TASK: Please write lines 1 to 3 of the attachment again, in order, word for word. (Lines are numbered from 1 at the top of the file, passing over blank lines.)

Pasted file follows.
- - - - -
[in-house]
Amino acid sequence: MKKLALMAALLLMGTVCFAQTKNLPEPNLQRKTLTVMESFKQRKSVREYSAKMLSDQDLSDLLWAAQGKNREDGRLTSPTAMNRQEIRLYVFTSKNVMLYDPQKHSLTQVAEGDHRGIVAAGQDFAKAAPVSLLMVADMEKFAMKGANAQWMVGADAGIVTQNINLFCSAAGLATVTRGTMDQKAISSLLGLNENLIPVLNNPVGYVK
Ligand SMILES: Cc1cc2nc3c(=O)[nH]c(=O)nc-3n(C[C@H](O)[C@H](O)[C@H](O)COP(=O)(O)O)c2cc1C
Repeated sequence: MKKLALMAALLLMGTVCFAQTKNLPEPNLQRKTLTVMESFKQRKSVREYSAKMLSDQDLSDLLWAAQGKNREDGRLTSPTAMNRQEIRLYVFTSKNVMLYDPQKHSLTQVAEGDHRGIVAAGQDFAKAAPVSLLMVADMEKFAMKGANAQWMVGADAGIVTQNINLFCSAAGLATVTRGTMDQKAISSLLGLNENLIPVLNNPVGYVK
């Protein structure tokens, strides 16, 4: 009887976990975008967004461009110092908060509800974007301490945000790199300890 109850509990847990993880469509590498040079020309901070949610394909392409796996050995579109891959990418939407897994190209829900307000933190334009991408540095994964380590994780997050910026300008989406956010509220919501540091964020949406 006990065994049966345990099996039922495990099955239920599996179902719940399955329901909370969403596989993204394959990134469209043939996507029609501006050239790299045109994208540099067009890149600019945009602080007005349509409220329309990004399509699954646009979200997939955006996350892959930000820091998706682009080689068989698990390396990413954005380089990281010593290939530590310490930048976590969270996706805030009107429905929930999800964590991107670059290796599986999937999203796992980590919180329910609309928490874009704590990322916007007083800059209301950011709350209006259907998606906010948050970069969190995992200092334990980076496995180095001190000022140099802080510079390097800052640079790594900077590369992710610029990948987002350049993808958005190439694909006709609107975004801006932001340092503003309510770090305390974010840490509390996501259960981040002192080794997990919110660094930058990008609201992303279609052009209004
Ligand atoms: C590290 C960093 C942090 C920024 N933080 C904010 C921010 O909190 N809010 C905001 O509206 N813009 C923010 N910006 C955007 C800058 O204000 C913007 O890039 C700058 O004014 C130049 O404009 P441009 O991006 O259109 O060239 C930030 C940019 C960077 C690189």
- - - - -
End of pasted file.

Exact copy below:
[in-house]
Amino acid sequence: MKKLALMAALLLMGTVCFAQTKNLPEPNLQRKTLTVMESFKQRKSVREYSAKMLSDQDLSDLLWAAQGKNREDGRLTSPTAMNRQEIRLYVFTSKNVMLYDPQKHSLTQVAEGDHRGIVAAGQDFAKAAPVSLLMVADMEKFAMKGANAQWMVGADAGIVTQNINLFCSAAGLATVTRGTMDQKAISSLLGLNENLIPVLNNPVGYVK
Ligand SMILES: Cc1cc2nc3c(=O)[nH]c(=O)nc-3n(C[C@H](O)[C@H](O)[C@H](O)COP(=O)(O)O)c2cc1C